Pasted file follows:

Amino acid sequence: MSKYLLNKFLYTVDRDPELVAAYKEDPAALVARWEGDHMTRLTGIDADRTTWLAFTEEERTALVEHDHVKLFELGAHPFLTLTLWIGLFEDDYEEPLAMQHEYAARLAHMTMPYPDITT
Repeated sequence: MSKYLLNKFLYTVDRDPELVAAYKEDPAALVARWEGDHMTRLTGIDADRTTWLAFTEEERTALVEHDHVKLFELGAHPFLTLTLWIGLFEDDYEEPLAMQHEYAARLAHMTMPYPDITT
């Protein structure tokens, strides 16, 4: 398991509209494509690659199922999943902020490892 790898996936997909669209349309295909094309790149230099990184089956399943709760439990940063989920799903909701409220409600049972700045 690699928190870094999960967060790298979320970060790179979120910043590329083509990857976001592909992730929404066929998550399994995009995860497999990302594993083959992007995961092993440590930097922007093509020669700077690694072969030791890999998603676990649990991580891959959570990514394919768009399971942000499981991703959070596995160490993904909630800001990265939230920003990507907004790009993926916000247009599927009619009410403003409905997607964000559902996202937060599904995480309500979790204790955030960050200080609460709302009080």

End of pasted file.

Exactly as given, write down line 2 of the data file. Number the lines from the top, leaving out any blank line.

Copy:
Repeated sequence: MSKYLLNKFLYTVDRDPELVAAYKEDPAALVARWEGDHMTRLTGIDADRTTWLAFTEEERTALVEHDHVKLFELGAHPFLTLTLWIGLFEDDYEEPLAMQHEYAARLAHMTMPYPDITT